Forget ‘The King’s Speech’. If you’re looking for a compelling portrait of British royalty, try Ian McKellen and Richard Loncraine’s gutsy, '30s-set adaptation of Shakespeare’s brutal tragedy. SMcKellen is the fascist Duke of Gloucester, who storms to power by bludgeoning, backstabbing and blackmailing anyone who gets in his way. And the rest of the cast is equally spotless: Kristin Scott Thomas is grief incarnate as Richard’s intended; Robert Downey Jr is in his preening prime as raffish American import Lord Rivers; and Jim Broadbent blurs the line between man and toad as the unctuous Duke of Buckingham.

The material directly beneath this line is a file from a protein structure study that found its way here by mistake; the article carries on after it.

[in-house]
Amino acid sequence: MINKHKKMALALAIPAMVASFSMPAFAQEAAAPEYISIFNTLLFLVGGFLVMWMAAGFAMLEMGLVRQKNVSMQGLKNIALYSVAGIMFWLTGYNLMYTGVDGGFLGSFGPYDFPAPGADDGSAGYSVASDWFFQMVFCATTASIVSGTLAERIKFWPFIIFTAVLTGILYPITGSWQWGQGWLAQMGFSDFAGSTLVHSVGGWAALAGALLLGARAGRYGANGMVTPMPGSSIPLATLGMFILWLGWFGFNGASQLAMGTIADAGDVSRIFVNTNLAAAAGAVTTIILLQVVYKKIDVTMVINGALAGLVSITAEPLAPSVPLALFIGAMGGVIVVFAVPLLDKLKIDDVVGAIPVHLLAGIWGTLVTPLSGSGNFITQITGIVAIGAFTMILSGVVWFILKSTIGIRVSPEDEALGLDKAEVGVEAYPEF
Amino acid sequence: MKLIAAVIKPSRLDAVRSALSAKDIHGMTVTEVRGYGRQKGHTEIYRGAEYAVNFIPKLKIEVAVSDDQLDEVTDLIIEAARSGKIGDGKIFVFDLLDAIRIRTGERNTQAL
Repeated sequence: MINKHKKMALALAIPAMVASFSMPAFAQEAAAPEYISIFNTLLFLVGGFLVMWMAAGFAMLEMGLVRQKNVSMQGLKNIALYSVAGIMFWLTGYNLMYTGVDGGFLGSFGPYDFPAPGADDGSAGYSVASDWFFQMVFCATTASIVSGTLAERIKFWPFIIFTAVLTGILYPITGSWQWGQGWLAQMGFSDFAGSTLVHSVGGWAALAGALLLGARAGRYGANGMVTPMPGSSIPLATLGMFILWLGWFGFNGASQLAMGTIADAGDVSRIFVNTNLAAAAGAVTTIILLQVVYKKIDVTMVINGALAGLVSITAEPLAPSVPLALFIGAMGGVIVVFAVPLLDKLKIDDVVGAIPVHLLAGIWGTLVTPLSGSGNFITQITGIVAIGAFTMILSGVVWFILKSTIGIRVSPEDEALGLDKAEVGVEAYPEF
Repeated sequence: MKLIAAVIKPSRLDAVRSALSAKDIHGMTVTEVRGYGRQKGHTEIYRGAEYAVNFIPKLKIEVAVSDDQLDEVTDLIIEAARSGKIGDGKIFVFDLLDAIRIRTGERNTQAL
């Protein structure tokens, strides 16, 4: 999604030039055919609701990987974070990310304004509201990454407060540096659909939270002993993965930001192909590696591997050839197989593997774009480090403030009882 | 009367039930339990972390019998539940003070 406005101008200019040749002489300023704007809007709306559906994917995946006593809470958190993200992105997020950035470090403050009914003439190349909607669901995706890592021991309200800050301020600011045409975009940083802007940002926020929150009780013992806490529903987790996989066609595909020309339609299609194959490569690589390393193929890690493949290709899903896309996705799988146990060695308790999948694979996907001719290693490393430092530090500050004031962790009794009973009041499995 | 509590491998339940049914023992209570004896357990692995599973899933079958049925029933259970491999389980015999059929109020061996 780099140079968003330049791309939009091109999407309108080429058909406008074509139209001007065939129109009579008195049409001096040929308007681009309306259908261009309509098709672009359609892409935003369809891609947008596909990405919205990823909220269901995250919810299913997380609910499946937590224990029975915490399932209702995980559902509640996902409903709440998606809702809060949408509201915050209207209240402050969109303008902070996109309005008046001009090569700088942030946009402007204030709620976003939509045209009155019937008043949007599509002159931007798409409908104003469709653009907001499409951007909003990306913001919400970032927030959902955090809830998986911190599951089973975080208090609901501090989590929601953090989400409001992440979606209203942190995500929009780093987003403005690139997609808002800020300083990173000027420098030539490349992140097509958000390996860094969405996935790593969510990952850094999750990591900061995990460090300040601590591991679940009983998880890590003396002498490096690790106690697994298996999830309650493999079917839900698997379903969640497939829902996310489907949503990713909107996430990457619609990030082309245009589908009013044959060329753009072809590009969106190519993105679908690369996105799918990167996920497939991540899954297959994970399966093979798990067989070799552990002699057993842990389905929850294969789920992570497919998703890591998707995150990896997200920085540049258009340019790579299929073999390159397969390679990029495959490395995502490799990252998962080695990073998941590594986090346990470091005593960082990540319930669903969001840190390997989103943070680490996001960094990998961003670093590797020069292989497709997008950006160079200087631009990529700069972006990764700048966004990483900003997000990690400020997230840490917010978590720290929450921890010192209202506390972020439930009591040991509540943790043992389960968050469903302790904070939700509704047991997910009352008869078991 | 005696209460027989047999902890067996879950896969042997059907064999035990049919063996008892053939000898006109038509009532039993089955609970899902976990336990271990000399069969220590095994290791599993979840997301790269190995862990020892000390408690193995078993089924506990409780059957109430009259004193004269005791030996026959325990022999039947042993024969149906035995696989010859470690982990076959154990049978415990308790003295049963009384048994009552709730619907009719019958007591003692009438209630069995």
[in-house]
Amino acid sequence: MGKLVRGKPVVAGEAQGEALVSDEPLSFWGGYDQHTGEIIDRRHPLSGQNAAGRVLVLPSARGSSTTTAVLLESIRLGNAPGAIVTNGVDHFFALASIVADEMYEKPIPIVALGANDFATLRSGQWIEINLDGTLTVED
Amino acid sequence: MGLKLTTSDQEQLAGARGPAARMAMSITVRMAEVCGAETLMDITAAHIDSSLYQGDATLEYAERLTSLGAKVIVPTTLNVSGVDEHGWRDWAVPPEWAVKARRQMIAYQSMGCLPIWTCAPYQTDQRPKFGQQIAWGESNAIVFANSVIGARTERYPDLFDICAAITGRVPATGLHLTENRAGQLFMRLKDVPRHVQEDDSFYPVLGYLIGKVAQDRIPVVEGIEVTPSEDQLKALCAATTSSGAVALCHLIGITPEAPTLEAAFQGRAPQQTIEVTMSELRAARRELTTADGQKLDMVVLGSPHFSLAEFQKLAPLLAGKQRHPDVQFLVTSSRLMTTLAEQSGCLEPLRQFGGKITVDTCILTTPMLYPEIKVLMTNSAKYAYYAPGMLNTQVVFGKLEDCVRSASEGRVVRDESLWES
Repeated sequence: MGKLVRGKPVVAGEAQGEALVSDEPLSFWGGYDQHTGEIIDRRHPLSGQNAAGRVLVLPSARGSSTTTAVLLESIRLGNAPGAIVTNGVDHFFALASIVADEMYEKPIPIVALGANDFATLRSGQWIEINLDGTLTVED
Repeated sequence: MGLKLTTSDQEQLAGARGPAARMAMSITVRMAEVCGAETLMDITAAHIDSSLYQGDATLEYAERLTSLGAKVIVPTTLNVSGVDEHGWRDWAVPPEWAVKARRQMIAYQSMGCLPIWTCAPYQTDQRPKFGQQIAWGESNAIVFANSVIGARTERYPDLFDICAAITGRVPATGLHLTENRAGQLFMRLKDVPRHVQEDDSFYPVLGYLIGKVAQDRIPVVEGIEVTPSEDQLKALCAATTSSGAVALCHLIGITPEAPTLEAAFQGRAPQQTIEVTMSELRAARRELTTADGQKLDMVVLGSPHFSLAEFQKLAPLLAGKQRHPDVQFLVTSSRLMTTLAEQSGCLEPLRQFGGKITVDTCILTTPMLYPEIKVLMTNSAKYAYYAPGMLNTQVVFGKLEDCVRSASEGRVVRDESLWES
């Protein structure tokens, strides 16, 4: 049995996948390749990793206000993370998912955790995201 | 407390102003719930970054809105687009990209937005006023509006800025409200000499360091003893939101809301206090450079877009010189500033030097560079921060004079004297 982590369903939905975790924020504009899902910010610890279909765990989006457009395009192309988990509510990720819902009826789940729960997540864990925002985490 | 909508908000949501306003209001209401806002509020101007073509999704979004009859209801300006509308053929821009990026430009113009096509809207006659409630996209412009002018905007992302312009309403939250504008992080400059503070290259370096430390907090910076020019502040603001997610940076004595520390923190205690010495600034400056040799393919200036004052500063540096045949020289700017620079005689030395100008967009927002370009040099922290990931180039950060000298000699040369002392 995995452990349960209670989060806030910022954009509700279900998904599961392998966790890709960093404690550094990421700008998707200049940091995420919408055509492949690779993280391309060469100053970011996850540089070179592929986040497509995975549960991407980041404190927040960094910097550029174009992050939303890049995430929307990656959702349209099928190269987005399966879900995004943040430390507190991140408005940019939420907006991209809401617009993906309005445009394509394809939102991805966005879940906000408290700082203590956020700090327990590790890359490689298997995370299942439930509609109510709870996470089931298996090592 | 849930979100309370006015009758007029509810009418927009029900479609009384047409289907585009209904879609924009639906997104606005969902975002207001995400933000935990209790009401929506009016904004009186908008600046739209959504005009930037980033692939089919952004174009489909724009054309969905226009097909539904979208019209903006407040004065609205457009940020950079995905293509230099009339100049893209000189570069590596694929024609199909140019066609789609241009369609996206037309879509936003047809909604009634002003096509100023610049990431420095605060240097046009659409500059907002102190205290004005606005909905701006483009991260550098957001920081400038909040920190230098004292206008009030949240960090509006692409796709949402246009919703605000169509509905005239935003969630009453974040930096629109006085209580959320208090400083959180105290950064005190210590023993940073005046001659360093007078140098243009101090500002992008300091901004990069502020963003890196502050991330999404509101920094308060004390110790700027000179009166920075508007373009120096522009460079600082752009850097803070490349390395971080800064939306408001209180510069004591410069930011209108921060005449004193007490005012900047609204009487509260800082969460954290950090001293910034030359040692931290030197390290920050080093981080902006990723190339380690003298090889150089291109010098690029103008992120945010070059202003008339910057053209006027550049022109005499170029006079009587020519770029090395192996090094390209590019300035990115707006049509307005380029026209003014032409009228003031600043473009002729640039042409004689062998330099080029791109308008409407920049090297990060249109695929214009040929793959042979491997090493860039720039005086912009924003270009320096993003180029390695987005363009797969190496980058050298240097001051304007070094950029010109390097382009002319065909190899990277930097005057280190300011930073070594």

Slicing the play down to its bare bones, co-scriptwriters McKellen and Loncraine craft a forceful, energetic drama that sweeps from the glittering ballrooms of Westminster to the rubble-strewn ruins of Battersea Power Station. Rarely has a film used London’s landmarks so cannily, and rarely has screen Shakespeare been so sharp and satisfying.